* I would assume there is some parallelism involved - i.e. the readout is 'multiplexed' in some way.
    Another day goes under; a little bourbon will take the strain...

  9. #39
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    Quote Originally Posted by JBrunner View Post
    Uh no. they are analog devices. You can hook them to an oscilloscope and see the waveform. I've done it. They do not read or output anything in an on/off or otherwise discreet state. Photo sites determine resolution, not signal. Also solid state is not synonymous with digital. As I stated before, I have cameras that are solid state- no tubes- but purely analog.
    Indeed; the invention of electronic imaging significantly pre-dates digital image processing - that nice Scottish chap Mr Baird was doing it in the 1920s after all .


    (I have a plan to one of these days get round to reproducing a Baird style TV camera and television; a photo sensor, a lightbulb, a couple of LF lenses and a spinning disc or two and the job's a good'un as they say round these parts.)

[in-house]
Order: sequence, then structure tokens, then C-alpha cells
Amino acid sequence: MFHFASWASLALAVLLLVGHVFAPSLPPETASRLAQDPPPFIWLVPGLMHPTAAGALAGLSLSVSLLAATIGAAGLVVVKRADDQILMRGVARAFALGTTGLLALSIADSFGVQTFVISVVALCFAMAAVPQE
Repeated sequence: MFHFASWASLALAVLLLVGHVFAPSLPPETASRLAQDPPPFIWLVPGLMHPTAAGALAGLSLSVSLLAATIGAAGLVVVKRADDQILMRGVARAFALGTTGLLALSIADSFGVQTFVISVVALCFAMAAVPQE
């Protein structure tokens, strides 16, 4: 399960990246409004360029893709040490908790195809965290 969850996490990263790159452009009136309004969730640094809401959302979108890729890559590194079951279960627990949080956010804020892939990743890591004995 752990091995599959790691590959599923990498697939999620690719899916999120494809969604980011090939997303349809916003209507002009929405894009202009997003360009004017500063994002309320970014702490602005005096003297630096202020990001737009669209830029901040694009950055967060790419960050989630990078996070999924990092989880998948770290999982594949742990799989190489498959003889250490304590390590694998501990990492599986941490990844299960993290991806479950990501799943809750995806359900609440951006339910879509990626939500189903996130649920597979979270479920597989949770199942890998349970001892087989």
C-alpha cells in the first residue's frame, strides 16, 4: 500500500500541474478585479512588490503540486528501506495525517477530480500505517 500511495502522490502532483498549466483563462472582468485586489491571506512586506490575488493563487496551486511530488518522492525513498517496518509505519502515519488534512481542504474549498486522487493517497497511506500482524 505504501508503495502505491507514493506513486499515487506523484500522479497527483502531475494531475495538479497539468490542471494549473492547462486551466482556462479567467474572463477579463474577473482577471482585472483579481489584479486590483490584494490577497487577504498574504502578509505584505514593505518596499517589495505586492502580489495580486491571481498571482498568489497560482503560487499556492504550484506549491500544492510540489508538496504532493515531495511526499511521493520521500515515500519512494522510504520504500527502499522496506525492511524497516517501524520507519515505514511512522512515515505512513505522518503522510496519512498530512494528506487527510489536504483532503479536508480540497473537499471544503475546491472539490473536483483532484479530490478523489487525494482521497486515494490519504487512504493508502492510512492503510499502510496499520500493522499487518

Another day goes under; a little bourbon will take the strain...

  10. #40
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    Look guys, everything (as noted above) is digital on the atomic scale. A photon is detected or it is not, on or off! The difference is that in analog photography, 3 atoms (2 electrons) will cause an image to start to form. In 1 mole of silver there are 6.023 x 10^23 (that is 23 zeros) atoms of silver. In a square foot of film that is about 300 mg so the total amount of image forming centers may be 108/.300 / 3 * 6.023 x 10^23. That is a huge amount of "digital" dots. We cannot percieve the number of steps involved. To date, humanity can only make devices that count in 8, 16, 32, 64 and 128 bits or increments. Even the best devices count digitally in steps.

    So, when we refer to digital, it is everywhere, but digital photography is limited by current technology and can't even draw a straight line. It draws jaggies instead. Analog photography draws jaggies but at the atomic level. We cant see them except as very fine grain at high magnification, but we see square pixels in digital images.

    So, everything analog is digital but everything digital is not analog due to limitations in science. The more particles involved in a digital image, the more bits, the more we see an analog response.

    PE